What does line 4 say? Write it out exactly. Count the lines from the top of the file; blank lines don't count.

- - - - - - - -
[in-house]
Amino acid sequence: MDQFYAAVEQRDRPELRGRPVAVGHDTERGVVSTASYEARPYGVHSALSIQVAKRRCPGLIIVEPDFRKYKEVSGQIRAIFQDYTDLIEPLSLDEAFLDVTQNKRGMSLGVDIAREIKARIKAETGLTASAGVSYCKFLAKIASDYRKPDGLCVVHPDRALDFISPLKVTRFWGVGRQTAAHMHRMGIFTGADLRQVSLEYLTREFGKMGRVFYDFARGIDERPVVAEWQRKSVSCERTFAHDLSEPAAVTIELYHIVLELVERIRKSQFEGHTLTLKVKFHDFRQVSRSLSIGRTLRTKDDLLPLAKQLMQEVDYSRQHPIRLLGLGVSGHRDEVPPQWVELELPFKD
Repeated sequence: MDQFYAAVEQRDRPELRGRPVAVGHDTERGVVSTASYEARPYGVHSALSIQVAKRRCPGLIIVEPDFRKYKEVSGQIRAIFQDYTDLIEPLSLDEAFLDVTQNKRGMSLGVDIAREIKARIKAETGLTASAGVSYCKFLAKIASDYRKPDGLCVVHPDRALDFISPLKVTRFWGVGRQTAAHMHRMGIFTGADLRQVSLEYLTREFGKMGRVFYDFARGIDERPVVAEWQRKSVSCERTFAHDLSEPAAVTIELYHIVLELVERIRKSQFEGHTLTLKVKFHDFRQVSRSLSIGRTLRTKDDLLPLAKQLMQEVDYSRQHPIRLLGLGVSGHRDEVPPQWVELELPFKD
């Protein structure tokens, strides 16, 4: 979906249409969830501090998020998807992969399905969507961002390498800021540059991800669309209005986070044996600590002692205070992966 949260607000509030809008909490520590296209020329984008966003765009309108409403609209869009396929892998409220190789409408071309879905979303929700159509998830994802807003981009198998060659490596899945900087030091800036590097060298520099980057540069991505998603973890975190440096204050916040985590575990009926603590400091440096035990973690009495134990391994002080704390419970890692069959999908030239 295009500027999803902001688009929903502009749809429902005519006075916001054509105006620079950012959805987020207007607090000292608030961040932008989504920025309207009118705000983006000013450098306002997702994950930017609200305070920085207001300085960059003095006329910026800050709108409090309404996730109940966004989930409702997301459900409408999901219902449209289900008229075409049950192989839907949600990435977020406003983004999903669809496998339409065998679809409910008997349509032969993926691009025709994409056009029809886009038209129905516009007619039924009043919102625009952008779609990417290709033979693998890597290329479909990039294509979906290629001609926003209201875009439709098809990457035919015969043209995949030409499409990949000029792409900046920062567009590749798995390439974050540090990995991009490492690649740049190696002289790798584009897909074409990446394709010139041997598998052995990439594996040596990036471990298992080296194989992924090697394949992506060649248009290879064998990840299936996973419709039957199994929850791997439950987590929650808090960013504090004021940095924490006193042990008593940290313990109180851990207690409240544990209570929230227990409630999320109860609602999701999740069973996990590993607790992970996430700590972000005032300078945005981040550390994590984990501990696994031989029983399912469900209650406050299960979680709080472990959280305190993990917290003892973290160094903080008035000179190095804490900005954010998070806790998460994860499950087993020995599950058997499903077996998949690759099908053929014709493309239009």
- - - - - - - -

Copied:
């Protein structure tokens, strides 16, 4: 979906249409969830501090998020998807992969399905969507961002390498800021540059991800669309209005986070044996600590002692205070992966 949260607000509030809008909490520590296209020329984008966003765009309108409403609209869009396929892998409220190789409408071309879905979303929700159509998830994802807003981009198998060659490596899945900087030091800036590097060298520099980057540069991505998603973890975190440096204050916040985590575990009926603590400091440096035990973690009495134990391994002080704390419970890692069959999908030239 295009500027999803902001688009929903502009749809429902005519006075916001054509105006620079950012959805987020207007607090000292608030961040932008989504920025309207009118705000983006000013450098306002997702994950930017609200305070920085207001300085960059003095006329910026800050709108409090309404996730109940966004989930409702997301459900409408999901219902449209289900008229075409049950192989839907949600990435977020406003983004999903669809496998339409065998679809409910008997349509032969993926691009025709994409056009029809886009038209129905516009007619039924009043919102625009952008779609990417290709033979693998890597290329479909990039294509979906290629001609926003209201875009439709098809990457035919015969043209995949030409499409990949000029792409900046920062567009590749798995390439974050540090990995991009490492690649740049190696002289790798584009897909074409990446394709010139041997598998052995990439594996040596990036471990298992080296194989992924090697394949992506060649248009290879064998990840299936996973419709039957199994929850791997439950987590929650808090960013504090004021940095924490006193042990008593940290313990109180851990207690409240544990209570929230227990409630999320109860609602999701999740069973996990590993607790992970996430700590972000005032300078945005981040550390994590984990501990696994031989029983399912469900209650406050299960979680709080472990959280305190993990917290003892973290160094903080008035000179190095804490900005954010998070806790998460994860499950087993020995599950058997499903077996998949690759099908053929014709493309239009």